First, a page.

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Operational Research

Research themes

Our main research areas are Computational Optimisation, Game Theory, Healthcare Modelling, Revenue Management, Stochastic Programming and Simulation and Transportation and Supply Chain.

Computational optimisation

Computational optimisation is widely used in science, engineering, economics, and industry. Researchers in our group develop cutting-edge theories and algorithms that push the limits in optimisation. 

Much of the work is supported by various outside organisations and carried out with their collaboration. Recent examples include the European Space Agency, EPSRC, Boeing Defense, ThyssenKrupp, Alcatel-Lucent, Bell Labs, Qualcomm and the Brussels Capital-Region. 

Our current research interests include: 

  • decision making under uncertainty
  • optimisation in data dimension reduction and visualization
  • multi-objective and bi-level optimisation
  • discrete optimisation
  • non-smooth optimisation
  • optimisation methods in game theory
  • optimisation in finance

Game theory

Game theory is a mathematical discipline that studies settings involving multiple decision makers or players. Two major branches of game theory are cooperative game theory and non-cooperative game theory. This depends on whether players are collaborating or competing against each other. In cooperative game theory, players can form coalitions to jointly achieve some objectives. These are associated with some payoff values, representing the costs and profits.

Our research group focuses on how payoffs are shared among players in a fair and stable way and on how coalitions are formed. We develop computational optimisation techniques for computing solutions of large games. We also study stochastic games in which the characteristic function is uncertain.

We are also interested in Stackelberg games where the players take turns according to a hierarchy and in the bilevel programming aspect that the corresponding equilibrium finding problem entails. Recent applications include:

  • supply chain coordination
  • multi-agent systems optimisation in finance
  • computation of leader-follower Nash equilibria

Revenue management

Revenue management is the process of setting prices to maximise a company's revenue. Airlines are the most well-known users of revenue management, but its use is growing in other industries such as online advertising and fashion retailing. With the widespread availability of the internet, consumers can easily access pricing information. A consequent of this is that price competition has become a much more important factor in a consumer's choice of which product to buy.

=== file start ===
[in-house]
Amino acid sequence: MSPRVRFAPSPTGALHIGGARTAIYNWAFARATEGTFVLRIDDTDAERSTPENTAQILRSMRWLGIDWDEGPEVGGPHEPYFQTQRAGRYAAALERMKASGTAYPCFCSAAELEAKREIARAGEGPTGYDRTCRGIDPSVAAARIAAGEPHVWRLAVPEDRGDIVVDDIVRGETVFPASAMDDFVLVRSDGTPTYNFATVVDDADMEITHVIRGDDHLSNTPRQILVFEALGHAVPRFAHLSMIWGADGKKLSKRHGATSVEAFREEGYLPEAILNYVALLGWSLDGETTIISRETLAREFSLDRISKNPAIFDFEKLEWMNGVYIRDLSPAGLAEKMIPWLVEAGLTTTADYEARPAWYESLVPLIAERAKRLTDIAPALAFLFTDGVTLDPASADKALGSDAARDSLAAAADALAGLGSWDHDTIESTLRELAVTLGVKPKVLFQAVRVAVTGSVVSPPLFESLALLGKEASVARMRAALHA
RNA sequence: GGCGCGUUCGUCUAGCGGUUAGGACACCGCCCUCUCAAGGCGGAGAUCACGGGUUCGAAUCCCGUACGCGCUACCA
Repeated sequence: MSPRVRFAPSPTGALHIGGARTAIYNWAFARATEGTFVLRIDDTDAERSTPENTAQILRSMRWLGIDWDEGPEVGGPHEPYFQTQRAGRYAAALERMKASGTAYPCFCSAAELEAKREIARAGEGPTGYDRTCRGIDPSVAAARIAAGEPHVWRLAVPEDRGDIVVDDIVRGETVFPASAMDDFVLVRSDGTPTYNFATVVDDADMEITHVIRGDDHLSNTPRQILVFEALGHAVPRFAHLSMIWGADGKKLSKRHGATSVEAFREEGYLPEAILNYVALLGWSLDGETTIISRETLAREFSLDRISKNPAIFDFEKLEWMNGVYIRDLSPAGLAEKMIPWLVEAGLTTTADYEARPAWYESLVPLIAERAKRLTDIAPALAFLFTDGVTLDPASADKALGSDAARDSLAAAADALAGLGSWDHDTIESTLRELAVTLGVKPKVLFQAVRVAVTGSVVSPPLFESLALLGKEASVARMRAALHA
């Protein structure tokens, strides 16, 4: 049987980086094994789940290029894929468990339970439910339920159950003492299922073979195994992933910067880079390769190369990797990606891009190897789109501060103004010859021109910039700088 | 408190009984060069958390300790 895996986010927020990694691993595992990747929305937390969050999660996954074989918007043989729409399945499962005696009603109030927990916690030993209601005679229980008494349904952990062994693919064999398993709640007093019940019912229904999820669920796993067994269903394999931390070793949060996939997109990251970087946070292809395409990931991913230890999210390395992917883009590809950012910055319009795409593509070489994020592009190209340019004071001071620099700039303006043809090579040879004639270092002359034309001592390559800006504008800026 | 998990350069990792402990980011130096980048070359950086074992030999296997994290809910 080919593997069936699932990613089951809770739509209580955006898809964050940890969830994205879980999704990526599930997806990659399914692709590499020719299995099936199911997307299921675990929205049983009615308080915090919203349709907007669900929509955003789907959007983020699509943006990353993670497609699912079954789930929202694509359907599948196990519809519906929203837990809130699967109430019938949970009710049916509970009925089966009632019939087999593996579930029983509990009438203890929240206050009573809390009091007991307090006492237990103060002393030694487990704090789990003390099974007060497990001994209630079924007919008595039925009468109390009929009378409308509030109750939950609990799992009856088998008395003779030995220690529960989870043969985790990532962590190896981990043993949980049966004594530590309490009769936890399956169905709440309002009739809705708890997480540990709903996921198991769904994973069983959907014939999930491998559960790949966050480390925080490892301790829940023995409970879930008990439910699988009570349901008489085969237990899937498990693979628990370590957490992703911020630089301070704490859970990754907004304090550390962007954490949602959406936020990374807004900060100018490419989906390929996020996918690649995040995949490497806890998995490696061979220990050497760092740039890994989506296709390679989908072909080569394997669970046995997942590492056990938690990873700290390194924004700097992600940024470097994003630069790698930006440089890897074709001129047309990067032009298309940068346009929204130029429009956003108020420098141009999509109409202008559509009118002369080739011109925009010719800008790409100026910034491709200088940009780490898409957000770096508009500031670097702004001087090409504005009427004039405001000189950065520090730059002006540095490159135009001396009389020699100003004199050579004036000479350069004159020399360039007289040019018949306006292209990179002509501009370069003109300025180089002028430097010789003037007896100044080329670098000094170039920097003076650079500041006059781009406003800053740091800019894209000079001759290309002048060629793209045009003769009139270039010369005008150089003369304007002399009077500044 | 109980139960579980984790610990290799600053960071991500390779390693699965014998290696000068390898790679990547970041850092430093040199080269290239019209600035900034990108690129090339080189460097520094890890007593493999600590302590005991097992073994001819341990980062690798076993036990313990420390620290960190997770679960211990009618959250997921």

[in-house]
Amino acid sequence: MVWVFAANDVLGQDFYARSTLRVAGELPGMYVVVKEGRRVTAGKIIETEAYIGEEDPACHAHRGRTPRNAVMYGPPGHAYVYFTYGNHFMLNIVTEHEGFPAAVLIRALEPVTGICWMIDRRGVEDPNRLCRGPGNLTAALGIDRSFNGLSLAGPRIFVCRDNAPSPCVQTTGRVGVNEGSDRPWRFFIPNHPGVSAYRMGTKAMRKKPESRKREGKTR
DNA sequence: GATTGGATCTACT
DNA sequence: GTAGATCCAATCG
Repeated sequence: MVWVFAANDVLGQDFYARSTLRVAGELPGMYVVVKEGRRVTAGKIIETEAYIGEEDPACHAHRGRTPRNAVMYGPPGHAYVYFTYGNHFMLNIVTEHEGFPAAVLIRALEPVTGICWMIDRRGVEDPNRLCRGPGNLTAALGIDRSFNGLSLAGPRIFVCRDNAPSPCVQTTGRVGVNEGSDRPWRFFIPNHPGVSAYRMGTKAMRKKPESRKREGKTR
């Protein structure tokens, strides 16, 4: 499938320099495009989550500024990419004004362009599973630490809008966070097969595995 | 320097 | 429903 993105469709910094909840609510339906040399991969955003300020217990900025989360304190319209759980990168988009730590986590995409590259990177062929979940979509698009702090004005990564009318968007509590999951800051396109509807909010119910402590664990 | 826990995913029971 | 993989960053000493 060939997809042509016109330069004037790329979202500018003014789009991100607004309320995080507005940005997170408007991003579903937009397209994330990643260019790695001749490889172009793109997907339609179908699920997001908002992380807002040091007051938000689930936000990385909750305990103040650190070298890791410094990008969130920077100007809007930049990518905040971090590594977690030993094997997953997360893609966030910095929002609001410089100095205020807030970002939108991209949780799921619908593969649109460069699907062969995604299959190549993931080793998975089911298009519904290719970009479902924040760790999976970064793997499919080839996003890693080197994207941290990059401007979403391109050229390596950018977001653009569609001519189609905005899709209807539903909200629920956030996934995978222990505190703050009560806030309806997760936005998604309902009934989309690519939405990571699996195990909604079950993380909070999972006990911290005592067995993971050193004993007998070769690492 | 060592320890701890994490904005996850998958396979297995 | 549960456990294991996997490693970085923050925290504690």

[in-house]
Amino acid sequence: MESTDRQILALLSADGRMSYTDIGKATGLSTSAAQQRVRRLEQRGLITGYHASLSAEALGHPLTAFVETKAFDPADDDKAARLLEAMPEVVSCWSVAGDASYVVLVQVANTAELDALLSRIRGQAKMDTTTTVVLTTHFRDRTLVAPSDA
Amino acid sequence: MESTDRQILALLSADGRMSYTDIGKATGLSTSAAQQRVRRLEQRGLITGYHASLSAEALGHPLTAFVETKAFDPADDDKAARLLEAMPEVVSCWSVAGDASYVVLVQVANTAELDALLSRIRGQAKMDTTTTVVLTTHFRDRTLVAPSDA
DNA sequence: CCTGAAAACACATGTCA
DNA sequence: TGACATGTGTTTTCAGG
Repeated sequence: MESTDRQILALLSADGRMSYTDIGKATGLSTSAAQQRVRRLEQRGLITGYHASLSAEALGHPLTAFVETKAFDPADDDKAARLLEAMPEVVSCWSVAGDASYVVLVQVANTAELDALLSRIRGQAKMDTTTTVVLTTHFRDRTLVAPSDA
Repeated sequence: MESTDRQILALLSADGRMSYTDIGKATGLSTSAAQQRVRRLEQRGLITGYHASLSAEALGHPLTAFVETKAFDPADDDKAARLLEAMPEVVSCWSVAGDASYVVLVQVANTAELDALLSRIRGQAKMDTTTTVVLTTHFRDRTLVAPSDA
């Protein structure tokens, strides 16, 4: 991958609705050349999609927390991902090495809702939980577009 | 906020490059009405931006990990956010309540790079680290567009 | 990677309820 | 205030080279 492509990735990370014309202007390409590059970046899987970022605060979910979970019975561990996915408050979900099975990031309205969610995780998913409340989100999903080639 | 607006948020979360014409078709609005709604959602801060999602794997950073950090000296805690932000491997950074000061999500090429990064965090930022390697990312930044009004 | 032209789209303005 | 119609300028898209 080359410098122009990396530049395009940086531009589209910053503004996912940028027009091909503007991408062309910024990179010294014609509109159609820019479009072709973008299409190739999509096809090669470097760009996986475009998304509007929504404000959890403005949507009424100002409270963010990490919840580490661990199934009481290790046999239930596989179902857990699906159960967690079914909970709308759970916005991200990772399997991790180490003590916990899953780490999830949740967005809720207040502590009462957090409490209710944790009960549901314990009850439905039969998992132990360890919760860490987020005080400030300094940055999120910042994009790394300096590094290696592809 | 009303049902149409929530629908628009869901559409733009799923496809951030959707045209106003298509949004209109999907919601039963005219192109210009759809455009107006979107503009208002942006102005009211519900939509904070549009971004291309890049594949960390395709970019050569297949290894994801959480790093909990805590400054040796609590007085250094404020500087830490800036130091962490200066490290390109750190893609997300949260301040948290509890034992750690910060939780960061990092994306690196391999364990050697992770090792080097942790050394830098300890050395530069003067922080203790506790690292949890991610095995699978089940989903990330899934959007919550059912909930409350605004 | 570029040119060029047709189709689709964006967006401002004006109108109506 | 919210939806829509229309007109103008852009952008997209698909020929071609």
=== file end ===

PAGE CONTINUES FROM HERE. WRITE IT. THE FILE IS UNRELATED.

Examples of projects include investigating the impact of price competition on the optimal prices charged for time-limited products such as airline tickets and hotel rooms. We also look at customer choice modelling for vehicle routing and ferry fares.

Stochastic programming and simulation

Stochastic programming and processes represent an important part of our research. The optimisation side of our work includes developing and or investigating new mathematical models. These models capture the uncertainty and other features such as competition, equilibrium and hierarchical relationships between decision makers.

The simulation aspect of our work is on construction of stochastic simulation models. These are for the analysis of:

  • airline ticket pricing
  • revenue management models
  • epidemiological models, especially TB and HIV
  • healthcare modelling
  • Markov combat models
  • models of fire service emergency cover

Transportation and supply chain

We apply exact and heuristic techniques to tackle a wide range of transportation, supply chain and logistics problems. These include:

  • traveling salesman and vehicle routing problems
  • production planning and scheduling
  • inventory control

Methods implemented include:

  • mathematical programming
  • stochastic processes
  • exact and heuristic algorithms for combinatorial optimisation
  • artificial intelligence
  • game theory
  • Laplace transforms

These methods were applied to address production planning for:

  • heat and power co-generation
  • vehicle routing optimisation
  • enhancing efficiency of supply chains
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